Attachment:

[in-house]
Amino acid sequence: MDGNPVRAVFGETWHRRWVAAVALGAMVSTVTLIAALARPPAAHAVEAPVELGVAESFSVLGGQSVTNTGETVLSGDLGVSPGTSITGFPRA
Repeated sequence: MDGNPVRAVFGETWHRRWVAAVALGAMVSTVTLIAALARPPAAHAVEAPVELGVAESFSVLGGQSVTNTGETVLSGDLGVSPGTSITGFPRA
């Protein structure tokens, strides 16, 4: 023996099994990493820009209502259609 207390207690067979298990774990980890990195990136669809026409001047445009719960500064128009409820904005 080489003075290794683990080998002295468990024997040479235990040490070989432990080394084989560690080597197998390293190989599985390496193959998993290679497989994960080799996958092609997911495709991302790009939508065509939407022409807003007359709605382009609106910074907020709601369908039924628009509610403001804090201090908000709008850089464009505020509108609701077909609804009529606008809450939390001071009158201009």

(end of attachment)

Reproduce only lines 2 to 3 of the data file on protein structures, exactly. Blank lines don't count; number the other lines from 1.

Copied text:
Amino acid sequence: MDGNPVRAVFGETWHRRWVAAVALGAMVSTVTLIAALARPPAAHAVEAPVELGVAESFSVLGGQSVTNTGETVLSGDLGVSPGTSITGFPRA
Repeated sequence: MDGNPVRAVFGETWHRRWVAAVALGAMVSTVTLIAALARPPAAHAVEAPVELGVAESFSVLGGQSVTNTGETVLSGDLGVSPGTSITGFPRA